Ever second guess choosing your major?

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#51 Posted by HoolaHoopMan (7805 posts) -

BS in Plant Biology and MS in Plant Pathology and Agro Ecology.

I was lucky to find a job in my field near where I live. I don't regret any of it, if however I had to change it to anything I would want to do something heavily physics related.

#52 Posted by cain006 (8625 posts) -

[QUOTE="cain006"]

[QUOTE="slipknot0129"]

I switched my major to criminal justice. I know I want to get into criminal defense as a lawyer. I also know I would like to work for the police if I couldnt be a lawyer.

coolbeans90

I took a criminal justice class last quarter, we had to go on a trip and the police officers said that getting a criminal justice degree wasn't necessarily the best degree to get if you wanted to be a police officer. In fact he said a bunch of people get it and there's so many that sometimes they look for people with different degrees.

I

LOVE

I MEAN THAT I FVCKING LOVE

SPACECHEM

Ha yeah, by far my favorite puzzle game. Love the challenge of just beating some of the levels too.

#53 Posted by NoSpeakyEnglish (677 posts) -

Yes.

Reason: Partial Differential Equations.

#54 Posted by WSGRandomPerson (13693 posts) -
Not (yet).
#55 Posted by cain006 (8625 posts) -

Yes.

Reason: Partial Differential Equations.

NoSpeakyEnglish

I took ordinary differential equations this spring, and I was struggling with some of it pretty badly. I can't imagine what partial diff eq would be like.

#56 Posted by SaudiFury (8707 posts) -

coolbeans90
no i didn't take my FE during my undergrad, at my college i literally had my plate full academically, and i was told it was optional. a lot of my peers who are working as engineers didn't do the FE exam either. I've been stuck sending out applications, had a few interviews, but i've had no luck getting work. i do not have a lot of professional experience and that seems to be all people really want.

i might have a job doing some engineering temp work. but i am now looking at doing FE exam and CSP testing as well as a few other OSHA related license exams in order to further stand out from my peers. it's a bit discouraging to have two degrees, and a few certificates, as well as a summer internship and you CANNOT find a job in your field. not asking for a boatload of money, don't have this hubris of entitlement of job or certain pay in the beginning. but it is still discouraging.

#57 Posted by Rockman999 (7232 posts) -
There was a point where I wanted to switch to law but then I realised that a degree in Computer Science could also get me into law enforcement as well. I am also contemplating double majoring in Electrical Engineering to compliment my cs degree.
#58 Posted by cain006 (8625 posts) -

There was a point where I wanted to switch to law but then I realised that a degree in Computer Science could also get me into law enforcement as well. I am also contemplating double majoring in Electrical Engineering to compliment my cs degree.Rockman999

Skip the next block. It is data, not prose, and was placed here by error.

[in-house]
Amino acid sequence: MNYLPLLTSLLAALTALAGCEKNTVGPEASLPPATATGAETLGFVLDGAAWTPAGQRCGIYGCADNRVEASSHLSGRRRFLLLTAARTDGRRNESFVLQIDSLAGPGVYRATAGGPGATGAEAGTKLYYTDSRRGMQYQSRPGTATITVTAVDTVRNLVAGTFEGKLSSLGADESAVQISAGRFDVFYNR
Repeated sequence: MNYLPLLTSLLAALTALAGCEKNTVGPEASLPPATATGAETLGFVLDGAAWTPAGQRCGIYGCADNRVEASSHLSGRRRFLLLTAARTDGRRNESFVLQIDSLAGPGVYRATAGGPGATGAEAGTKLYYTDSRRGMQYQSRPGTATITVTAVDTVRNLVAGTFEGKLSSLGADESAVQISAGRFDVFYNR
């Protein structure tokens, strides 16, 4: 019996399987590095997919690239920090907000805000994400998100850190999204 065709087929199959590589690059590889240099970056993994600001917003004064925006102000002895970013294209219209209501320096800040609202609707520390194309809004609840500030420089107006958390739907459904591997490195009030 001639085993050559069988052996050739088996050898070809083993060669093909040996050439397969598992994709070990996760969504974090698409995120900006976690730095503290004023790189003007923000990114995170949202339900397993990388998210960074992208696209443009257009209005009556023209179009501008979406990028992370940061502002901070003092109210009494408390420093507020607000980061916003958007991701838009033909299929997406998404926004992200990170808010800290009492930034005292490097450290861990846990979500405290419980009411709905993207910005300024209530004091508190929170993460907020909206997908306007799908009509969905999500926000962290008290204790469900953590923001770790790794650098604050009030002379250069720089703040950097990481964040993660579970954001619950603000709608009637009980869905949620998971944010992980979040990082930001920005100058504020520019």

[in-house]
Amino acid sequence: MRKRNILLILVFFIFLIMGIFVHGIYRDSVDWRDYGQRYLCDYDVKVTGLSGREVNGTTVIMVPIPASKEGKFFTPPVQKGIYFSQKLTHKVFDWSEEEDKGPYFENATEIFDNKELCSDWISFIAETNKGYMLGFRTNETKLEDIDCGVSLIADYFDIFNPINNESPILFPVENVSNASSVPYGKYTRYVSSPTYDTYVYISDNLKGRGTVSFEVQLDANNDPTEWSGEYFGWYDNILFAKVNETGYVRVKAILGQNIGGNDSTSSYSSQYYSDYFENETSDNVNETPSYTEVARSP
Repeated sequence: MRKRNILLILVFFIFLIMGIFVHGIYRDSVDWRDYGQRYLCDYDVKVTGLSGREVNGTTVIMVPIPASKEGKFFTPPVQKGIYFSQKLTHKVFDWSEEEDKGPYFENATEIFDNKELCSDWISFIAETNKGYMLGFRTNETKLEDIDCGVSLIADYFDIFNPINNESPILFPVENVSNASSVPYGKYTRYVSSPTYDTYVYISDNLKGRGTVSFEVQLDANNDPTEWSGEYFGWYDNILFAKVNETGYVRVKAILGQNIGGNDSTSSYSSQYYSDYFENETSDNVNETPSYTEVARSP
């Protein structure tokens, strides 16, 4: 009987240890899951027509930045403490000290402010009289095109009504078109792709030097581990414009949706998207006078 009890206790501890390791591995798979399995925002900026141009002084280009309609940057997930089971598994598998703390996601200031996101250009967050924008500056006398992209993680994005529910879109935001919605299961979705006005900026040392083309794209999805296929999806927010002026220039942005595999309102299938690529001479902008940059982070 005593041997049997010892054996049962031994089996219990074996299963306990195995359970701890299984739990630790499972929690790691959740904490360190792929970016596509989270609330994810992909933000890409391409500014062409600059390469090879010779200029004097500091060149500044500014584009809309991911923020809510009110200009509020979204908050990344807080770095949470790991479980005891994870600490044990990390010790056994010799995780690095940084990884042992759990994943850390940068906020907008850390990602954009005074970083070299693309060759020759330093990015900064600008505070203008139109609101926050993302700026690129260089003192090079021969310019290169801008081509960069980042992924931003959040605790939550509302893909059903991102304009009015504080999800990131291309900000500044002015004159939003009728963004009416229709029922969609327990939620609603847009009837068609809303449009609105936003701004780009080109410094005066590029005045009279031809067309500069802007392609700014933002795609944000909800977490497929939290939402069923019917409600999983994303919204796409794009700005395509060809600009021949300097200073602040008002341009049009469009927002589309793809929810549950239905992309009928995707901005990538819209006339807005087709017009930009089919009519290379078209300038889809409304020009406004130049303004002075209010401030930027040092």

That would be incredibly difficult (I'm talking like 22+ credit hours a semester) and it's generally not worth it to get two undergraduate degrees.

#59 Posted by VGobbsesser (15614 posts) -

I'm currently a music major, and haven't second-guessed it since starting school. Life has honestly been going really well since I decided to actively pursue music.

#60 Posted by Suzy_Q_Kazoo (9901 posts) -

Yeah. Don't get me wrong, I really do like my major, but I also consider it to be a "jack of all trades, master of none" sort of thing. It's just an undergrad though, and I plan on going to grad school anyways (not necessarily within the same field). It's a good foundation for several different majors I might consider transitioning towards.

I think a lot of people look down on it, but tbh, I think it's just really misunderstood. At the same time that's not what I care about anyways.

#61 Posted by cain006 (8625 posts) -

Yeah. Don't get me wrong, I really do like my major, but I also consider it to be a "jack of all trades, master of none" sort of thing. It's just an undergrad though, and I plan on going to grad school anyways (not necessarily within the same field). It's a good foundation for several different majors I might consider transitioning towards.

I think a lot of people look down on it, but tbh, I think it's just really misunderstood. At the same time that's not what I care about anyways.

Suzy_Q_Kazoo

What's your degree?

#62 Posted by Suzy_Q_Kazoo (9901 posts) -

[QUOTE="Suzy_Q_Kazoo"]

Yeah. Don't get me wrong, I really do like my major, but I also consider it to be a "jack of all trades, master of none" sort of thing. It's just an undergrad though, and I plan on going to grad school anyways (not necessarily within the same field). It's a good foundation for several different majors I might consider transitioning towards.

I think a lot of people look down on it, but tbh, I think it's just really misunderstood. At the same time that's not what I care about anyways.

cain006

What's your degree?

BS in Environmental Science

#63 Posted by Nengo_Flow (9807 posts) -
I want to be a camera man, but I really dont want to go through the journalism/photo journalism requirements. I hate that stuff, I suck at it.
#64 Posted by bowserjr123 (1624 posts) -

[QUOTE="NoSpeakyEnglish"]

Yes.

Reason: Partial Differential Equations.

cain006

I took ordinary differential equations this spring, and I was struggling with some of it pretty badly. I can't imagine what partial diff eq would be like.